Parallel Lines

Rizk, in his debut, warns of the coming destruction of the country unless its hapless citizens rise up and repent.
Debut author Rizk, who once taught calculus to Chinese exchange students in Englewood, New Jersey, reveals little else about himself in this diatribe against greed, immortality and pervasive government corruption. His historical narrative comes no closer to the present day than the pernicious behavior of the two Bush administrations; the last decade goes largely unmentioned. But the book’s theme, which draws heavily on biblical prophecy in the Book of Revelation, is clear: Unless societies and their leaders execute justice, then doom is inevitable. The timing of the destruction, Rizk says, will depend on when less than a handful of godly people can be found in a city or a state, and when God finally runs out of patience. However, there will be warnings first, the author says, such as when terrorists made an abortive earlier attempt in 1993 to take down the World Trade Center before it finally fell in 2001. Although the book tries to be enigmatic, it broadly hints that the Babylon prophesized to fall in the Book of Revelation precisely fits the profile of modern-day New York, right down to the seven letters in each name. The author’s fervent hope, he says, is to get his message out that repentance is the only real homeland security before powerful forces intercede to shut him up. This brief book has the quality of a New York City cab ride, during which the driver holds forth while the passenger listens with varying levels of interest and credulity. Some moments have a distant ring of truth, as when Rizk suggests that debates about abortion never mention that “unmarried women like to have sex.” However, the book then moves into moral zealotry, as it goes on to say that “their gods are their bellies and fornications are their glory.” The author also notes that Harvard and Yale “sell their degrees to anyone who can pay”; many people who have applied with money in hand, however, would not agree.
A fulfillment of the author’s desire to publicly speak the truth as he sees it.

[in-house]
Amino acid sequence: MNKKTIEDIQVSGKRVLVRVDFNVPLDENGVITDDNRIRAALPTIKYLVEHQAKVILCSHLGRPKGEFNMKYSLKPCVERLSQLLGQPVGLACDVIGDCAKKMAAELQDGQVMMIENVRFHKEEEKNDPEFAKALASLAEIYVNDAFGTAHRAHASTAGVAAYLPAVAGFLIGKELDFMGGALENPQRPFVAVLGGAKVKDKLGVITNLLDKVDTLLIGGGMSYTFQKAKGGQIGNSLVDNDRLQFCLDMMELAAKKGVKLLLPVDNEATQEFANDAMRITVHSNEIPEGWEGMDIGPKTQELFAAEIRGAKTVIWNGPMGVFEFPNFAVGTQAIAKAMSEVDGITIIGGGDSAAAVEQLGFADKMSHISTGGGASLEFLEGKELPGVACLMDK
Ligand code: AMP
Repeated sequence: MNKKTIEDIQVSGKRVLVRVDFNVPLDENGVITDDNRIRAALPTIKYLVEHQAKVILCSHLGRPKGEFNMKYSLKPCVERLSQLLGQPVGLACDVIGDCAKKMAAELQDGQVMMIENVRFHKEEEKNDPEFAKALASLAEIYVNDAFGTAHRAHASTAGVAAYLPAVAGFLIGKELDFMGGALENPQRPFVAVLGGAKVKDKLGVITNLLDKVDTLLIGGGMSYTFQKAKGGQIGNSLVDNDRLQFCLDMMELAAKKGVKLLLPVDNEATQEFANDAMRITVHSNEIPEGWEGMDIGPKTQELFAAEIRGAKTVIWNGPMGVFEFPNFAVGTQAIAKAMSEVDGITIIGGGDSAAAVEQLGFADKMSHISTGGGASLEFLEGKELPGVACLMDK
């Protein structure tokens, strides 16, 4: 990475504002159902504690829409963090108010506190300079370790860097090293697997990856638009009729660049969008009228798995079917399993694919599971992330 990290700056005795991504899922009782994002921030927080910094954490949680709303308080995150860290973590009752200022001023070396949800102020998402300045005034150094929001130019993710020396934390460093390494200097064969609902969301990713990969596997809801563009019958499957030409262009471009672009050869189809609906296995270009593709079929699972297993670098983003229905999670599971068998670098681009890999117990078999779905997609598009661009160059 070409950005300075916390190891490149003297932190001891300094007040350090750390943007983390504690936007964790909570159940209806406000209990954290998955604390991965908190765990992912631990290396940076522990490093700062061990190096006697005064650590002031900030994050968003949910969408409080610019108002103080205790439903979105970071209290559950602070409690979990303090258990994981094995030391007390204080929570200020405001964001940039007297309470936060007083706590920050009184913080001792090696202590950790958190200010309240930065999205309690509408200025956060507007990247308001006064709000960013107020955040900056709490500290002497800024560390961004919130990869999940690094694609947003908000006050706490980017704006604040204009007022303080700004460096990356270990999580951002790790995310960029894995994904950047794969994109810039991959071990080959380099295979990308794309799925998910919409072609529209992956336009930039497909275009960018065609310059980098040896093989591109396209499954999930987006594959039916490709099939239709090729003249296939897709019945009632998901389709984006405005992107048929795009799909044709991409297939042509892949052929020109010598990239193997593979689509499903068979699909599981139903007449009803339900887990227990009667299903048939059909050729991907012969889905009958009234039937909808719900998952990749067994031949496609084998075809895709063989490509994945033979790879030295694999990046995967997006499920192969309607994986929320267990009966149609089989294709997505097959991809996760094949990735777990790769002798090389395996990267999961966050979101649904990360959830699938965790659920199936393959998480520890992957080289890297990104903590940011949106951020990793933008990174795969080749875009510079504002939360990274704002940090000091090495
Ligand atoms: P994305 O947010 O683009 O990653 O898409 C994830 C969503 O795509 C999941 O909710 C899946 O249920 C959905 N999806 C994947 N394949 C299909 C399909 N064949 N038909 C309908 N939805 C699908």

Pub Date: Jan. 30, 2014

ISBN: 978-1493124114

Page Count: 62

Publisher: Xlibris

Review Posted Online: Aug. 4, 2014

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For Howard Zinn, long-time civil rights and anti-war activist, history and ideology have a lot in common. Since he thinks that everything is in someone's interest, the historian—Zinn posits—has to figure out whose interests he or she is defining/defending/reconstructing (hence one of his previous books, The Politics of History). Zinn has no doubts about where he stands in this "people's history": "it is a history disrespectful of governments and respectful of people's movements of resistance." So what we get here, instead of the usual survey of wars, presidents, and institutions, is a survey of the usual rebellions, strikes, and protest movements. Zinn starts out by depicting the arrival of Columbus in North America from the standpoint of the Indians (which amounts to their standpoint as constructed from the observations of the Europeans); and, after easily establishing the cultural disharmony that ensued, he goes on to the importation of slaves into the colonies. Add the laborers and indentured servants that followed, plus women and later immigrants, and you have Zinn's amorphous constituency. To hear Zinn tell it, all anyone did in America at any time was to oppress or be oppressed; and so he obscures as much as his hated mainstream historical foes do—only in Zinn's case there is that absurd presumption that virtually everything that came to pass was the work of ruling-class planning: this amounts to one great indictment for conspiracy. Despite surface similarities, this is not a social history, since we get no sense of the fabric of life. Instead of negating the one-sided histories he detests, Zinn has merely reversed the image; the distortion remains.